Legislative Standards Act Policy
New Zealand’s Parliament has the power to make any legislation governing our country, regardless of any conflict with previous legislation. Such conflicts arise with regularity and include conflicts with the New Zealand Bill of Rights, the Bill of Rights 1688, and the Magna Carta.
This has given rise to laws that breach individual or community rights without any recourse to New Zealanders other than repeal by Parliament, as the New Zealand Courts have already ruled that Parliament is supreme. In effect, any government has absolute power over New Zealand. The opportunity and temptation for abuse by any government is immense.
What is lacking is the requirement for legislation and regulation to meet standards that ensure that individual and community freedoms and rights cannot be overridden. We propose ensuring two declarations that are already part of the legislative framework in New Zealand, be rendered inviolate. The Magna Carta and the Bill of Rights 1688 enshrine individual and community rights and are New Zealand legislation that is routinely ignored by our Parliament.
New Conservative will introduce and pass a Bill entitled the “Legislation and Regulation Standards Act” that:
- Acknowledges that two documents, the Magna Carta and the Bill of Rights 1688 are fundamental declarations that form the basis of New Zealand law (“Declarations”).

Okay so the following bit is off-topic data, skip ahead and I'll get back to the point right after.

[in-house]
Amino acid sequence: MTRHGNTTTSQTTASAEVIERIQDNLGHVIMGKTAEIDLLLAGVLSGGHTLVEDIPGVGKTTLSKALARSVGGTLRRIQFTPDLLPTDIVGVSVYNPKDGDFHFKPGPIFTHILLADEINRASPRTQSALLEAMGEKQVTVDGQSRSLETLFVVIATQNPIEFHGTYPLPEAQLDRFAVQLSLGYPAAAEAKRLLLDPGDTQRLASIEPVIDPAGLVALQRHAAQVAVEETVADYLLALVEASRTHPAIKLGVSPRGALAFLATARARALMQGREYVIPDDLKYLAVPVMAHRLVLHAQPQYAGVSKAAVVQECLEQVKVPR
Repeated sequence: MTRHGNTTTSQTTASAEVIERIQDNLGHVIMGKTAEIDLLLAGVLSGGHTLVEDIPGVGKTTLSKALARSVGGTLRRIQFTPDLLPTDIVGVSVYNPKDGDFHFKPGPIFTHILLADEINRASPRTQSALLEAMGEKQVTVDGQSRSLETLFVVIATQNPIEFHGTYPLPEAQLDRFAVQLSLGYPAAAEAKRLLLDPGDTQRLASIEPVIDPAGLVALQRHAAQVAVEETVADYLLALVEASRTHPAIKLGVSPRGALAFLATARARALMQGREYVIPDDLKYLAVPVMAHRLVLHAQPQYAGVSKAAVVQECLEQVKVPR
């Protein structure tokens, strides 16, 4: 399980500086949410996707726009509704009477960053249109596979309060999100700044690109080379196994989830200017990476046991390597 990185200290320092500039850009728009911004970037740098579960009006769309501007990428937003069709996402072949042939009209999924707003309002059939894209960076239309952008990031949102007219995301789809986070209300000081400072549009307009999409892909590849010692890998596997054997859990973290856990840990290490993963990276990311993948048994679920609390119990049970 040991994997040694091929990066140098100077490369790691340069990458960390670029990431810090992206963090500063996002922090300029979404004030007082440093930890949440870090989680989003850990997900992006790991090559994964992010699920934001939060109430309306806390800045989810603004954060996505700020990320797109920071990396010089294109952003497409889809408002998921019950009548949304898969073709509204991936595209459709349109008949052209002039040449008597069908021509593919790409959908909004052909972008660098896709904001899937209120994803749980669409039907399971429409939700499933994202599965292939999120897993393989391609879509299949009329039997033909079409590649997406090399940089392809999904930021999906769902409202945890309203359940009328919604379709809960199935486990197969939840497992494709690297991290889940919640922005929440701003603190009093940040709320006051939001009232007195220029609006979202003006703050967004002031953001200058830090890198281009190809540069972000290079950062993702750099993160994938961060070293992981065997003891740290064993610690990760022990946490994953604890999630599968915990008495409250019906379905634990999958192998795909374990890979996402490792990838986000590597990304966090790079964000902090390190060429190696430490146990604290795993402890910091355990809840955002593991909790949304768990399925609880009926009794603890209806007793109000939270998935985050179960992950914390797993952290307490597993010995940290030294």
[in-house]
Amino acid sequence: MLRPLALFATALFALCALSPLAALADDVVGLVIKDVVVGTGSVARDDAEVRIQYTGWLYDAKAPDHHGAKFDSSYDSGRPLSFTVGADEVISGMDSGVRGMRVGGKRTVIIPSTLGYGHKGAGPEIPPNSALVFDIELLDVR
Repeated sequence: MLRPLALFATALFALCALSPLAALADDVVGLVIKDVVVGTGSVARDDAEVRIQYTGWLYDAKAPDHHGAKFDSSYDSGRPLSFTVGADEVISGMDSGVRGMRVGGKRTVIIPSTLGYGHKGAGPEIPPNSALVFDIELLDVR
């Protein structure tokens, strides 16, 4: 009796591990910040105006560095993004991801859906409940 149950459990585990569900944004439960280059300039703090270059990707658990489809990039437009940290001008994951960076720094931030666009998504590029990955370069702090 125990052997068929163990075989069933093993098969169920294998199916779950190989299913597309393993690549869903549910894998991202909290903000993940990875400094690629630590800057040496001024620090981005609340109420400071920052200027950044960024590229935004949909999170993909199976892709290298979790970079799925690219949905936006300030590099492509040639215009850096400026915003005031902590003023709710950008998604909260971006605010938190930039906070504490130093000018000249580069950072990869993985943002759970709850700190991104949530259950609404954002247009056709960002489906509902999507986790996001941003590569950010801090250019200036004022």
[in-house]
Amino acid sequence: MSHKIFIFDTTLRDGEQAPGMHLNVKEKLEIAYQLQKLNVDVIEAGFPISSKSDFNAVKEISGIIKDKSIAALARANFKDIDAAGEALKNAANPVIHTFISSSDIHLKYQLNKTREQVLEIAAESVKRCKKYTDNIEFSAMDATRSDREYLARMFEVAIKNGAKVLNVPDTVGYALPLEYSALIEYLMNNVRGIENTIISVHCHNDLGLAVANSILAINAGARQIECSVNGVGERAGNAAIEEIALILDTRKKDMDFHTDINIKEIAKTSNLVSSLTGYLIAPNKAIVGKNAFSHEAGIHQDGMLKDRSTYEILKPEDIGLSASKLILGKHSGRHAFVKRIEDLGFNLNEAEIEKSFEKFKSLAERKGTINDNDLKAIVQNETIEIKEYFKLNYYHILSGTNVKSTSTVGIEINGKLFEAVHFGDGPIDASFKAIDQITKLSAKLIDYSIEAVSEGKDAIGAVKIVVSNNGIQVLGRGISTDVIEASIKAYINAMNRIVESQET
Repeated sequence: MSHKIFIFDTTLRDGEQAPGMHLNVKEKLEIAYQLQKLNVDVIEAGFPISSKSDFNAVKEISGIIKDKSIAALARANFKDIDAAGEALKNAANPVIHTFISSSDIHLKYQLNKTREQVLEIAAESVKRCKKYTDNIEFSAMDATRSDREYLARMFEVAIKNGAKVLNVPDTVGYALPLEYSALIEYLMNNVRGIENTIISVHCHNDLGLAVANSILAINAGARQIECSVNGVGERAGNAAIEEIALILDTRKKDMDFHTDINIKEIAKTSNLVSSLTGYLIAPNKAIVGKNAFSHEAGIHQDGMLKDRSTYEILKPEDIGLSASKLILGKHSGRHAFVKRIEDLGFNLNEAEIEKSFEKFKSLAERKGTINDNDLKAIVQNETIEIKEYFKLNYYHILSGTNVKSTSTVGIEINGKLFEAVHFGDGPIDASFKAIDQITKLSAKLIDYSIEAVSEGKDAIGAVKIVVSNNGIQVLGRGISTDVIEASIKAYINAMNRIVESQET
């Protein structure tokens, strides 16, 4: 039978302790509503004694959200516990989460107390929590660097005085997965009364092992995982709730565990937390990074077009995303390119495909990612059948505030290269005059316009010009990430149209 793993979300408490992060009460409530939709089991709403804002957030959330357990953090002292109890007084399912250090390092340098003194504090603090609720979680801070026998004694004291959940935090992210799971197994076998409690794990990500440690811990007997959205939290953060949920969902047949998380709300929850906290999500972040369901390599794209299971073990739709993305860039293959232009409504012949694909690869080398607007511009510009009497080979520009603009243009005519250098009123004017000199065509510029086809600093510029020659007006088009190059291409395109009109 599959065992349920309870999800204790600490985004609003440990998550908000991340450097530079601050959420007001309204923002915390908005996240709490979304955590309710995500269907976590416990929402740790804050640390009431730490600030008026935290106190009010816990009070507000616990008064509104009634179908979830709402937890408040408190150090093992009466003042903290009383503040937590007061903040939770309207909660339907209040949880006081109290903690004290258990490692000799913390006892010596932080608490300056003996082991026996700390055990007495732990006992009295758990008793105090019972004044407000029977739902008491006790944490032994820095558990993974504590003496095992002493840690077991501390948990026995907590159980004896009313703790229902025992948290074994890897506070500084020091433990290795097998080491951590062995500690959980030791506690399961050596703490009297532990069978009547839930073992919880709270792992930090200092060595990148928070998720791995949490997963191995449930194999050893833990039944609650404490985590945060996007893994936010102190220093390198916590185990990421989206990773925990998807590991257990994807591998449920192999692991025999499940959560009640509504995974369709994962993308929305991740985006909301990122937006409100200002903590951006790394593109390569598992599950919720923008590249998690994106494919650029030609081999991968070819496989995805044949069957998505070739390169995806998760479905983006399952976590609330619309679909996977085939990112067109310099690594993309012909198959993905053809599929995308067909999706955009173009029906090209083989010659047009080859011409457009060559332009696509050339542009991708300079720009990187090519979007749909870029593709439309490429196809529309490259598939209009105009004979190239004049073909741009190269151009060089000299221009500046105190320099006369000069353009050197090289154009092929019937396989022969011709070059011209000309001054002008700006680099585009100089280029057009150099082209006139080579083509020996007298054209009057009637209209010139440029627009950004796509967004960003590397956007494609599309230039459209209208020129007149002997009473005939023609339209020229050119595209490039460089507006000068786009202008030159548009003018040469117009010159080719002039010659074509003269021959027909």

- Any New Zealand citizen can make an application to the Supreme Court of New Zealand to review any New Zealand legislation or regulation.
- The Supreme Court must then review the relevant legislation or regulation to determine if the legislation or regulation is in conflict with the Declarations.
- If the legislation or regulation is found by the Supreme Court to be in conflict with any of the Declarations, the Supreme Court must rule that such legislation or regulation is null and void.
- The Supreme Court cannot amend such legislation or regulation, it can only make it null and void.
- Parliament may then amend any such new or existing legislation found to be null and void by the Supreme Court so that it does not breach any term of the Declarations.
- If parliament subsequently does amend such new or existing legislation that has been found to be null and void by the Supreme Court, it may be reviewed again by the Supreme Court upon application by any New Zealand citizen.
- Any amendment to, or repeal of, the “Legislation and Regulation Standards Act” or the Declarations may only be made by unanimous vote of sitting MPs and ratified via referendum.